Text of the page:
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This handbook compares the main analytic frameworks and methods of contemporary linguistics. It offers a unique overview of linguistic theory, revealing the common concerns of competing approaches. By showing their current and potential applications it provides the means by which linguists and others can judge what are the most useful models for the task in hand. Distinguished scholars from all over the world explain the rationale and aims of over thirty explanatory approaches to the description, analysis, and understanding of language. Each chapter considers the main goals of the model; the relation it proposes from between lexicon, syntax, semantics, pragmatics, and phonology; the way it defines the interactions between cognition and grammar; what it counts as evidence; and how it explains linguistic change and structure. The Oxford Handbook of Linguistic Analysis offers an indispensable guide for everyone researching any aspect of language including those in linguistics, comparative philology, cognitive science, developmental philology, cognitive science, developmental psychology, computational science, and artificial intelligence. This second edition has been updated to include seven new chapters looking at linguistic units in language acquisition, conversation analysis, neurolinguistics, experimental phonetics, phonological analysis, experimental semantics, and distributional typology.

Phonology for Communication Disorders


Author: Martin J. Ball,Nicole Muller,Ben Rutter
Publisher: Psychology Press
ISBN: 1317716841
Category: Psychology
Page: 275
View: 6703
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This textbook describes the approaches to phonology that are most relevant to communication disorders. It examines schools of thought in theoretical phonology, and their relevance to description, explanation and remediation in the clinical context. A recurring theme throughout the book is the distinction between phonological theories that attempt elegant, parsimonious descriptions of phonological data, and those that attempt to provide a psycholinguistic model of speech production and perception. This book introduces all the relevant areas of phonology to the students and practitioners of speech-language pathology and is a companion volume to the authors’ Phonetics for Communication Disorders.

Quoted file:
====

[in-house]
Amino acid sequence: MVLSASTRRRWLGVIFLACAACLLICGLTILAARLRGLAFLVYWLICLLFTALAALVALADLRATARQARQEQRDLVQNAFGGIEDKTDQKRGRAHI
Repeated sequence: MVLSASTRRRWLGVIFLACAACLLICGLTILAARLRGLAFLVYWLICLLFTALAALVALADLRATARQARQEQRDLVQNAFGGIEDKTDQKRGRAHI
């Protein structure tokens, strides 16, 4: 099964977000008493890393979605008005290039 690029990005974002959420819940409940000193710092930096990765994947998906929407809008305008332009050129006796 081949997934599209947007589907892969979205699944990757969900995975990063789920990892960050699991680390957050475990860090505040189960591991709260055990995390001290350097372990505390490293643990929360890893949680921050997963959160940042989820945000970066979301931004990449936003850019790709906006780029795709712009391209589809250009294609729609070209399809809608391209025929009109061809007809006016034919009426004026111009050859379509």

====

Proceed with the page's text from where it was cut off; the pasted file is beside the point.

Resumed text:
Change, Chance, and Optimality


Author: April McMahon
Publisher: OUP Oxford
ISBN: 9780191583537
Category: Language Arts & Disciplines
Page: 212
View: 3120
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This book is about how languages change. It is also a devastating critique of a widespread linguistic orthodoxy. April McMahon argues that to provide a convincing explanation of linguistic change the roles of history and contingency must be accommodated in linguistic theory. She also shows that theoretical work in related disciplines can be used to assess the value of such theories. Optimality Theory, or OT as it is usually called, dominates contemporary phonology, especially in the USA, and is becoming increasingly influential in syntax and language acquisition. Having set out its basis principles, Professor McMahon assesses their explanatory power in analysing language change and its residues in current phonological systems. Using cross-linguistic data, and drawing comparisons with other theories inside and outside linguistics, she shows that OT is incapable of accounting for language change, without the addition of rules and an appreciation of chance and historical contingency that would then undermine its theoretical underpinnings. OT relies on innateness and needs to discuss the origins of allegedly genetically-specified features. The author considers the nature and evolution of the human language capacity, and demonstrates a profound mismatch between the predictions of evolutionary biology and the claims for innateness made in OT.